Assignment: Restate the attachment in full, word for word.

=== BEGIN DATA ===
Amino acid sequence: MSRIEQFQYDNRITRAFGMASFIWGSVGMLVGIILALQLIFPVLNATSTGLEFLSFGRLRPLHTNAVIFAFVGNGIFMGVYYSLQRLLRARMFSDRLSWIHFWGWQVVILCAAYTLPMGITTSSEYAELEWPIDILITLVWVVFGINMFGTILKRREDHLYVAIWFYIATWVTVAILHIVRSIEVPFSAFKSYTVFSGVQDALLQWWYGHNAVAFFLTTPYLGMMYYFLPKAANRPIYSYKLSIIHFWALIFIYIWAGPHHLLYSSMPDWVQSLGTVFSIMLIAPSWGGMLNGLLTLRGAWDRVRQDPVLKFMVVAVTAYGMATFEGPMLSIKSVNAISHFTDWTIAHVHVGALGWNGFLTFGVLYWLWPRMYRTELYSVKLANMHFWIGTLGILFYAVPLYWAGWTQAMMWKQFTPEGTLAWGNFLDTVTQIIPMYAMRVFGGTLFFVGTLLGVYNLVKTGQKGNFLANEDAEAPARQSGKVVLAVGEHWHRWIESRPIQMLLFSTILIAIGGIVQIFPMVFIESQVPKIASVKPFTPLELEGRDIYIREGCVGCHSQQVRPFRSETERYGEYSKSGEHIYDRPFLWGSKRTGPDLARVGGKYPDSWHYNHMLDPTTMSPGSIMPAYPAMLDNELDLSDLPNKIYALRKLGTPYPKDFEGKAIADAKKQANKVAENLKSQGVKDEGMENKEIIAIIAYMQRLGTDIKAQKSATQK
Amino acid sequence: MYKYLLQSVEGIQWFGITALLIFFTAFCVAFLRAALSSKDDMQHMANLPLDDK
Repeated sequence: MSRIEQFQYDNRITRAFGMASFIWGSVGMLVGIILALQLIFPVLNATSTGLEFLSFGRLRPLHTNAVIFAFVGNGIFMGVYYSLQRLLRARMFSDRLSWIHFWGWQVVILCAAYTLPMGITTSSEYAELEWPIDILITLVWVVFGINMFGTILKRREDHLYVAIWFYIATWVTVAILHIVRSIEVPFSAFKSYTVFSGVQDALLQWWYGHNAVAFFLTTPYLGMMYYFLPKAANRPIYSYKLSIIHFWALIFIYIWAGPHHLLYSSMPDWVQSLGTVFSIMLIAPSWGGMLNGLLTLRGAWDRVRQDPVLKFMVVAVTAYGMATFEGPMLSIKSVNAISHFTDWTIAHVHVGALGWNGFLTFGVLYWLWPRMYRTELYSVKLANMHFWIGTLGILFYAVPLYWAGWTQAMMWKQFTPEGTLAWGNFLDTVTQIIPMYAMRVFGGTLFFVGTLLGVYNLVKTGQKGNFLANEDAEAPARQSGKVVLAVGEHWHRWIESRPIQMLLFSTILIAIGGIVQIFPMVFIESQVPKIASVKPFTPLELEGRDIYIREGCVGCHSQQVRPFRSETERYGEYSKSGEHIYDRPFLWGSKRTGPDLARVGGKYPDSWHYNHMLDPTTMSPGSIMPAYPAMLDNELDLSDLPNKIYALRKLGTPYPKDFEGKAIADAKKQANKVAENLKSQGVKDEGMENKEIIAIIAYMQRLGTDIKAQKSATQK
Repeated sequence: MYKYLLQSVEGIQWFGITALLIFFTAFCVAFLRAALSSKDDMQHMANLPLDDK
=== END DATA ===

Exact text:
Amino acid sequence: MSRIEQFQYDNRITRAFGMASFIWGSVGMLVGIILALQLIFPVLNATSTGLEFLSFGRLRPLHTNAVIFAFVGNGIFMGVYYSLQRLLRARMFSDRLSWIHFWGWQVVILCAAYTLPMGITTSSEYAELEWPIDILITLVWVVFGINMFGTILKRREDHLYVAIWFYIATWVTVAILHIVRSIEVPFSAFKSYTVFSGVQDALLQWWYGHNAVAFFLTTPYLGMMYYFLPKAANRPIYSYKLSIIHFWALIFIYIWAGPHHLLYSSMPDWVQSLGTVFSIMLIAPSWGGMLNGLLTLRGAWDRVRQDPVLKFMVVAVTAYGMATFEGPMLSIKSVNAISHFTDWTIAHVHVGALGWNGFLTFGVLYWLWPRMYRTELYSVKLANMHFWIGTLGILFYAVPLYWAGWTQAMMWKQFTPEGTLAWGNFLDTVTQIIPMYAMRVFGGTLFFVGTLLGVYNLVKTGQKGNFLANEDAEAPARQSGKVVLAVGEHWHRWIESRPIQMLLFSTILIAIGGIVQIFPMVFIESQVPKIASVKPFTPLELEGRDIYIREGCVGCHSQQVRPFRSETERYGEYSKSGEHIYDRPFLWGSKRTGPDLARVGGKYPDSWHYNHMLDPTTMSPGSIMPAYPAMLDNELDLSDLPNKIYALRKLGTPYPKDFEGKAIADAKKQANKVAENLKSQGVKDEGMENKEIIAIIAYMQRLGTDIKAQKSATQK
Amino acid sequence: MYKYLLQSVEGIQWFGITALLIFFTAFCVAFLRAALSSKDDMQHMANLPLDDK
Repeated sequence: MSRIEQFQYDNRITRAFGMASFIWGSVGMLVGIILALQLIFPVLNATSTGLEFLSFGRLRPLHTNAVIFAFVGNGIFMGVYYSLQRLLRARMFSDRLSWIHFWGWQVVILCAAYTLPMGITTSSEYAELEWPIDILITLVWVVFGINMFGTILKRREDHLYVAIWFYIATWVTVAILHIVRSIEVPFSAFKSYTVFSGVQDALLQWWYGHNAVAFFLTTPYLGMMYYFLPKAANRPIYSYKLSIIHFWALIFIYIWAGPHHLLYSSMPDWVQSLGTVFSIMLIAPSWGGMLNGLLTLRGAWDRVRQDPVLKFMVVAVTAYGMATFEGPMLSIKSVNAISHFTDWTIAHVHVGALGWNGFLTFGVLYWLWPRMYRTELYSVKLANMHFWIGTLGILFYAVPLYWAGWTQAMMWKQFTPEGTLAWGNFLDTVTQIIPMYAMRVFGGTLFFVGTLLGVYNLVKTGQKGNFLANEDAEAPARQSGKVVLAVGEHWHRWIESRPIQMLLFSTILIAIGGIVQIFPMVFIESQVPKIASVKPFTPLELEGRDIYIREGCVGCHSQQVRPFRSETERYGEYSKSGEHIYDRPFLWGSKRTGPDLARVGGKYPDSWHYNHMLDPTTMSPGSIMPAYPAMLDNELDLSDLPNKIYALRKLGTPYPKDFEGKAIADAKKQANKVAENLKSQGVKDEGMENKEIIAIIAYMQRLGTDIKAQKSATQK
Repeated sequence: MYKYLLQSVEGIQWFGITALLIFFTAFCVAFLRAALSSKDDMQHMANLPLDDK